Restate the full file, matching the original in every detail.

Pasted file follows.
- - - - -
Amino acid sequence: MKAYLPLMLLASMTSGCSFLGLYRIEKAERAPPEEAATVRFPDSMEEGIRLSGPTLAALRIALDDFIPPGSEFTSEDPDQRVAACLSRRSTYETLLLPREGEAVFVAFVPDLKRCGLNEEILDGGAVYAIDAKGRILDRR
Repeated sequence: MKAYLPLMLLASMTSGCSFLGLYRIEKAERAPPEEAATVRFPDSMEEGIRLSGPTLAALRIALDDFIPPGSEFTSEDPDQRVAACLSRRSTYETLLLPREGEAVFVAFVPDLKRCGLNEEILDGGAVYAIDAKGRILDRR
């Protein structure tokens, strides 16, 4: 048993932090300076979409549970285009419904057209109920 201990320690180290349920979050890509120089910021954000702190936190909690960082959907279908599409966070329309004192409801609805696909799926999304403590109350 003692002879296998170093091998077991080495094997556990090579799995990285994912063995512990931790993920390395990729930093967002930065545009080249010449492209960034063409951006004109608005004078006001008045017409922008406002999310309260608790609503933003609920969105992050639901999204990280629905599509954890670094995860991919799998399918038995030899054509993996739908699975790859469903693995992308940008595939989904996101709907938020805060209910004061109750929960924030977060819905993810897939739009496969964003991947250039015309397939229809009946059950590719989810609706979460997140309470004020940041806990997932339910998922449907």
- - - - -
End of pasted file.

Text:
Amino acid sequence: MKAYLPLMLLASMTSGCSFLGLYRIEKAERAPPEEAATVRFPDSMEEGIRLSGPTLAALRIALDDFIPPGSEFTSEDPDQRVAACLSRRSTYETLLLPREGEAVFVAFVPDLKRCGLNEEILDGGAVYAIDAKGRILDRR
Repeated sequence: MKAYLPLMLLASMTSGCSFLGLYRIEKAERAPPEEAATVRFPDSMEEGIRLSGPTLAALRIALDDFIPPGSEFTSEDPDQRVAACLSRRSTYETLLLPREGEAVFVAFVPDLKRCGLNEEILDGGAVYAIDAKGRILDRR
């Protein structure tokens, strides 16, 4: 048993932090300076979409549970285009419904057209109920 201990320690180290349920979050890509120089910021954000702190936190909690960082959907279908599409966070329309004192409801609805696909799926999304403590109350 003692002879296998170093091998077991080495094997556990090579799995990285994912063995512990931790993920390395990729930093967002930065545009080249010449492209960034063409951006004109608005004078006001008045017409922008406002999310309260608790609503933003609920969105992050639901999204990280629905599509954890670094995860991919799998399918038995030899054509993996739908699975790859469903693995992308940008595939989904996101709907938020805060209910004061109750929960924030977060819905993810897939739009496969964003991947250039015309397939229809009946059950590719989810609706979460997140309470004020940041806990997932339910998922449907």